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Happy Reading Week! You might be using this time to catch up on homework, or you might be taking a much-needed break from thinking about school. Nice!
If you’re going into Reading Week feeling overwhelmed and dreading going back to classes, you may want to take this time to think about withdrawing from a course. There’s absolutely no shame in it, and it can be a really smart choice that allows you to regroup without affecting your GPA. But how does it work? To help you figure it all out, we asked the brilliant Imogene Roulson from SAMRU’s Student Advocacy Office to write a guest post about the differences between course withdrawal (“W”) and withdrawal with cause (“WC”).
Sometimes as students, we can run into difficulties during our semester. One of these can be not having great success in our courses for several reasons (course concerns/absences/exam concerns, financial concerns and more). If you feel you are struggling to make the grade in any of your courses, you might consider withdrawing (obtaining a “W” grade) from the course.
Now, perhaps the situation above does not quite ring true to your experience. Maybe your grades are being impacted by physical circumstances (IE: a car accident) or mental health concerns, related or not to traumatic life events. If this sounds like your experience, you might want to consider a course withdrawal with cause (obtaining a “WC” grade).
Withdrawal with cause is similar to withdrawal, with some differences. Both withdrawal and withdrawal with cause hold no value against your GPA and can be applied for at any point after the add-drop deadline, and before the “W” deadline. There is also no fee refund when doing a ‘W’ or ‘WC’. While the “WC” may NOT impact your remaining in a program of study, the “W” grade may indeed impact you being required to withdraw from a program, depending on specific requirements in your program of study.
The other difference between “W” and “WC” is that for a “W” grade, you ONLY fill out a single form at the Registrar’s office. In contrast, for a “WC”, you still must fill out a form, but you must also provide the Registrar’s office documentation to support your circumstances. This means providing proof that you experienced severe illness, or severe physical or emotional distress. Submitting a letter from either a doctor OR registered mental health professional is essential. The letter from the doctor or mental health professional needs to describe the seriousness of your medical circumstances or your experience of severe emotional distress and how it impacted your ability to be a student. A doctor’s note or a note of one or two sentences is often not sufficient enough to grant a “WC”.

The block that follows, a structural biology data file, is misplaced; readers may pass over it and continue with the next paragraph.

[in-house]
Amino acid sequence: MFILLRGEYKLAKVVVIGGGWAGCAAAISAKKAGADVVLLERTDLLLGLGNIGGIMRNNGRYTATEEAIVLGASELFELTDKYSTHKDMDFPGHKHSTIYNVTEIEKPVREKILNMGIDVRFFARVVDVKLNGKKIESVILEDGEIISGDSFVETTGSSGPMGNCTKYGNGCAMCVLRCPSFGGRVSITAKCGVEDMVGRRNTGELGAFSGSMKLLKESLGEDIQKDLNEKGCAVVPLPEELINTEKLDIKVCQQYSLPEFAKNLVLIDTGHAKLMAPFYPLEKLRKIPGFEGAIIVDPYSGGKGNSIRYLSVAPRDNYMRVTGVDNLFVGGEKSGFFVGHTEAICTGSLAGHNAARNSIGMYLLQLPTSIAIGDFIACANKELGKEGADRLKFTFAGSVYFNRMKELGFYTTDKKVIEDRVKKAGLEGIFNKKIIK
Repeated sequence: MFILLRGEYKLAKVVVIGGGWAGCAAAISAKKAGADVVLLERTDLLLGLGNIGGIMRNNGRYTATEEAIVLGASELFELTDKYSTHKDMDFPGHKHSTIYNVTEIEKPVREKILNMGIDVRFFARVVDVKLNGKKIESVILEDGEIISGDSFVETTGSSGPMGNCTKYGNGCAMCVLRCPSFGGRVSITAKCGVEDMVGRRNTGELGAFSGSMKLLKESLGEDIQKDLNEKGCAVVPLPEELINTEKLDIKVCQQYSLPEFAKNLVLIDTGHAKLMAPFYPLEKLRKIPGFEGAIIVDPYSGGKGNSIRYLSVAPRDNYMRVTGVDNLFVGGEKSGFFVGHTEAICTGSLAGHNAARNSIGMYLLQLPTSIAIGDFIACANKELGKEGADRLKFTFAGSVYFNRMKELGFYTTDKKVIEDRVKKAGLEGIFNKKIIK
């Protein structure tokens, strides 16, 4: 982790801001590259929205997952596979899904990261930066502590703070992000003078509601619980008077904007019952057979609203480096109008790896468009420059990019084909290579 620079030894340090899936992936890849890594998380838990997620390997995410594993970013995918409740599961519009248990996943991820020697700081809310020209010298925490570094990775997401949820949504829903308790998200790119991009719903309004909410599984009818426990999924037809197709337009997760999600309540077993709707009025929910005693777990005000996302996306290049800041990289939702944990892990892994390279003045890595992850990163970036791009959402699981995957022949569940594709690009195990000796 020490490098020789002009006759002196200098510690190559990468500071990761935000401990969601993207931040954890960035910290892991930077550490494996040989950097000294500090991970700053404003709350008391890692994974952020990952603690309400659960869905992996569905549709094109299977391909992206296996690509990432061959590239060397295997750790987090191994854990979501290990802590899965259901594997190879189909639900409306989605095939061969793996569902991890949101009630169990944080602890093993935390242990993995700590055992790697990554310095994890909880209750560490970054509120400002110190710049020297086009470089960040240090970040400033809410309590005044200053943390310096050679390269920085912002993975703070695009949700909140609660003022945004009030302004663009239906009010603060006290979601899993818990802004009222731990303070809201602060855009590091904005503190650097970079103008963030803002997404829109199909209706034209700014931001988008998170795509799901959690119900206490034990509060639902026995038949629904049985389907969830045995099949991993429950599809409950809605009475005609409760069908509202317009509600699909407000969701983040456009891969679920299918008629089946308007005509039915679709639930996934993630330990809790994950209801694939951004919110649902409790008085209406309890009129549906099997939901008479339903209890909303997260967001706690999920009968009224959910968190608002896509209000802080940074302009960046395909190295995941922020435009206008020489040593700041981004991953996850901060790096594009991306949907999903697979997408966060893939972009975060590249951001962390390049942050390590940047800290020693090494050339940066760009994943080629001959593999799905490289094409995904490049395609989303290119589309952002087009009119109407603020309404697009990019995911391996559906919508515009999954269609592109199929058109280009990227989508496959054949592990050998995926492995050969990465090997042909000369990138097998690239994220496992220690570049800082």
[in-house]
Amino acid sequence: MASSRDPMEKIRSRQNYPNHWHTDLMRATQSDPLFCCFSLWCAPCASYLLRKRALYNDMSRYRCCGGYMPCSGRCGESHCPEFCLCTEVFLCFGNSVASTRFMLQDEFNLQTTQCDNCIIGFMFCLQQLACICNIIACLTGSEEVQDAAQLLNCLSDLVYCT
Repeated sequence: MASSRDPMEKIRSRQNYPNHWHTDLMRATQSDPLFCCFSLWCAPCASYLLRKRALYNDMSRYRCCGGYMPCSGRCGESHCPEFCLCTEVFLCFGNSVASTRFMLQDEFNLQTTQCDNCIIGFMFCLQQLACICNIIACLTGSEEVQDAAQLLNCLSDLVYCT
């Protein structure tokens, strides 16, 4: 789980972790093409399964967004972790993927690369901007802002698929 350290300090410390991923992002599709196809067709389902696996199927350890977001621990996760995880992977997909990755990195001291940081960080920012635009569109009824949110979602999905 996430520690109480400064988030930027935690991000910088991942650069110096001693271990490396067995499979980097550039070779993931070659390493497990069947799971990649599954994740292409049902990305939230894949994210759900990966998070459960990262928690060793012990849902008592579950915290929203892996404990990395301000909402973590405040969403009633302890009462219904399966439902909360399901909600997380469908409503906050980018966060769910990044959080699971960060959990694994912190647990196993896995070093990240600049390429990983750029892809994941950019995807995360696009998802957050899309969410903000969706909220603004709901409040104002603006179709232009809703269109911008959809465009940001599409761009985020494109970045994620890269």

If you’re not sure the letter from your professional is sufficient to be granted a “WC”, sometimes students themselves write optional letters to submit, in addition to the above documentation provided. Although it’s optional, it gives you an opportunity to describe your experiences through self-advocacy and puts you in the driver’s seat. You decide what is shared in your letter and how it’s described.
The withdrawal date for the Winter 2017 semester is March 17, 2017.
How can the Student Advocacy Office Help You?
- Discuss “W”/”WC” policy information and other options related to your situation
- Provide you with a second look over documents you may need/wish to submit
- Connect you to other support networks by helping you find best-fit options when you’re deciding how to manage current or emerging distress during this process
- Answer any questions you have about the “W”/”WC” process
- Help you self-advocate and understand what that looks like for you
If you have further questions about “W” vs. “WC”, don’t worry! We have an information sheet that you can read over to help you. If you still have questions or wish to speak to an independent source that’s confidential to figure out which path is the right one for you, contact Andrea Davis, the Student Advocacy Coordinator.